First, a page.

Annihilationism and morals

In “Early Buddhist Teachings,” Y. Karunadasa writes something along the lines of “annihilationism is an incentive to live amorally because there are no repercussions in the next life.” Page 20 in my 2018 edition. This surprised me.

Is this a common position?

It doesn’t make any sense to me. Rebirth/Kamma or not, humans are not daft. They are very social animals and can barely survive without others. They have empathy.

So they know not to hurt others without fear of punishment in the next (after-)life.

The notion of repercussions in the next life might even seems like a social tool to make people behave better.

[Edit: typos removed]


There are different types of annihilationists in the suttas.

Ranging from materialist annihilationists who think ”You only live once” and that there is no heaven or hell or consequences of deeds.

To the spiritual annihilationists that the Buddha praised - who are moral and ethical and who strive for the 3rd formless realm of nothingness. These asetics know about and have transcended both Kama Loka and Rupa Loka which they see as ”existence” contrary to the dimension of nothingness that they perceive as annihilation.

One can live morally when they have an understanding of Compassion, because such is the presence of Metta, as human morals come from Wisdom and Care towards all beings.

Just because one believes annihilation is possible, doesn’t mean that they will be immoral. For example, the Dhamma preached to a complete atheist can turn them away from craving, and when Anatta is preached in the form of the ‘no Self’ Teaching, one does not have to worry whether they are annihilated or not, because understanding Selflessness, True Metta can be understood in living for something Higher than one’s own cravings. The Buddha draws us towards Enlightenment.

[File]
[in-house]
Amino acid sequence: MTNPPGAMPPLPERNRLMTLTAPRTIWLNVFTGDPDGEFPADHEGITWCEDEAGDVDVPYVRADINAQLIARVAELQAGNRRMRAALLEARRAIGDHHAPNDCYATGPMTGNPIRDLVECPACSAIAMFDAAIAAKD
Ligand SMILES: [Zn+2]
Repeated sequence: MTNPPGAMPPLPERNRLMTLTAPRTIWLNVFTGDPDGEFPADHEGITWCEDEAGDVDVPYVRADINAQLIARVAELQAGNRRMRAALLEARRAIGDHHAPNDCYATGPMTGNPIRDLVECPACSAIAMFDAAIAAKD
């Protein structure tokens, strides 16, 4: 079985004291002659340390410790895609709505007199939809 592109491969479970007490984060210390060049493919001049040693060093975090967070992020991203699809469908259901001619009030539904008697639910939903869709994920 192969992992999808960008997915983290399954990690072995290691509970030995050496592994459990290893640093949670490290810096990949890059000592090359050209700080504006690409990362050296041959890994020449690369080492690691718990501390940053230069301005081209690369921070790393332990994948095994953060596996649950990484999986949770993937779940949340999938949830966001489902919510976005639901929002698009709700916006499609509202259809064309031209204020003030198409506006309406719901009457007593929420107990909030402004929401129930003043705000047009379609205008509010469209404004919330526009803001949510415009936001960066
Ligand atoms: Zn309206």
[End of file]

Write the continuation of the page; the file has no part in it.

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I do agree with you, but there is some indication for this idea in the suttas, namely MN60:

Moreover, since there actually is another world, their view that there is no other world is wrong view. Since there actually is another world, their thought that there is no other world is wrong thought. Since there actually is another world, their speech that there is no other world is wrong speech. Since there actually is another world, in saying that there is no other world they contradict those perfected ones who know the other world. Since there actually is another world, in convincing another that there is no other world they are convincing them to accept an untrue teaching. And on account of that they glorify themselves and put others down. So they give up their former ethical conduct and are established in unethical conduct. And that is how these many bad, unskillful qualities come to be with wrong view as condition—wrong view, wrong thought, wrong speech, contradicting the noble ones, convincing others to accept untrue teachings, and glorifying oneself and putting others down.

To me this seems somewhat of a slander, a doctrinal position posed by Buddhists to paint materialism in a bad light. We see similar debates between Christians and atheists nowadays, where the former wonder how the latter can be moral without a belief in God, even though most of them clearly are. And overall probably no less than Christians.

Elsewhere (e.g. DN2, DN23) the materialists are said to teach that “there are no results of good and bad deeds”, but in my view this specifically refers to post-mortem results. They can still have a moral system regarding results in this life. Some authors have argued for this as well, based on ancient Hindu texts that talk about materialism mentioning certain rules and virtues; sorry forgot the reference and don’t have it here.


perhaps you haven’t come across some fiction stories showing nihilistic protagonist or antagonist.